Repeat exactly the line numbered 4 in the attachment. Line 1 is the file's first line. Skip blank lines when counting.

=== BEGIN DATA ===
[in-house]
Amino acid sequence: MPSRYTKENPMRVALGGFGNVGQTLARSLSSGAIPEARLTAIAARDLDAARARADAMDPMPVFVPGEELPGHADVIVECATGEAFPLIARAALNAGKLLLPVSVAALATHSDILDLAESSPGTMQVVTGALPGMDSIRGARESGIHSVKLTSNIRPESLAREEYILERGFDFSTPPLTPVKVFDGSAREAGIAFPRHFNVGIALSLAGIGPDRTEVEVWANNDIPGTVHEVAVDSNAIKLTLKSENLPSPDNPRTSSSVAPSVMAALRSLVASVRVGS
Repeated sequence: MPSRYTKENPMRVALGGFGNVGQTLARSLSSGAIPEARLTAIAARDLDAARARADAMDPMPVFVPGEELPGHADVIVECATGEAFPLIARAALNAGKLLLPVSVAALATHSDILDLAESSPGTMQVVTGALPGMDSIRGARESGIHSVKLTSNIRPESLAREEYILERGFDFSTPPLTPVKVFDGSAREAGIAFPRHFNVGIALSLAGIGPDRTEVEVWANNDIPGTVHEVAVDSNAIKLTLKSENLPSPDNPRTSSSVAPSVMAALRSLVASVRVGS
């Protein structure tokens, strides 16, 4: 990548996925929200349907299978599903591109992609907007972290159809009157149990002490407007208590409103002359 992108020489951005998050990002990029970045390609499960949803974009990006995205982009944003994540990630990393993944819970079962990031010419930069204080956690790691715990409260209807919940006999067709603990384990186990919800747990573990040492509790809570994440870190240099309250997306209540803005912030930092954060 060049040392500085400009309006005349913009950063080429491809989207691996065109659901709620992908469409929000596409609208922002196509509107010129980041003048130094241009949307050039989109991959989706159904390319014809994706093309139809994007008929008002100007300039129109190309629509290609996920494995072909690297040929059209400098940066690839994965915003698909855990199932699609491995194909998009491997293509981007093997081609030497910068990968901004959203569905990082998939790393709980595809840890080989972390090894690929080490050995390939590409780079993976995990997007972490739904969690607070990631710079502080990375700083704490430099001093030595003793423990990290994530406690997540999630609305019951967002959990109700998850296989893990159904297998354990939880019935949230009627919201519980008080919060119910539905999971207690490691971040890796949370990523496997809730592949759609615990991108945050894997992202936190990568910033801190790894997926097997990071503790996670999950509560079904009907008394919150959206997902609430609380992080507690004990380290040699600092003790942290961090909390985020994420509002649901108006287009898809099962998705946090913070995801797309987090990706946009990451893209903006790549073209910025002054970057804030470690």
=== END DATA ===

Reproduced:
């Protein structure tokens, strides 16, 4: 990548996925929200349907299978599903591109992609907007972290159809009157149990002490407007208590409103002359 992108020489951005998050990002990029970045390609499960949803974009990006995205982009944003994540990630990393993944819970079962990031010419930069204080956690790691715990409260209807919940006999067709603990384990186990919800747990573990040492509790809570994440870190240099309250997306209540803005912030930092954060 060049040392500085400009309006005349913009950063080429491809989207691996065109659901709620992908469409929000596409609208922002196509509107010129980041003048130094241009949307050039989109991959989706159904390319014809994706093309139809994007008929008002100007300039129109190309629509290609996920494995072909690297040929059209400098940066690839994965915003698909855990199932699609491995194909998009491997293509981007093997081609030497910068990968901004959203569905990082998939790393709980595809840890080989972390090894690929080490050995390939590409780079993976995990997007972490739904969690607070990631710079502080990375700083704490430099001093030595003793423990990290994530406690997540999630609305019951967002959990109700998850296989893990159904297998354990939880019935949230009627919201519980008080919060119910539905999971207690490691971040890796949370990523496997809730592949759609615990991108945050894997992202936190990568910033801190790894997926097997990071503790996670999950509560079904009907008394919150959206997902609430609380992080507690004990380290040699600092003790942290961090909390985020994420509002649901108006287009898809099962998705946090913070995801797309987090990706946009990451893209903006790549073209910025002054970057804030470690």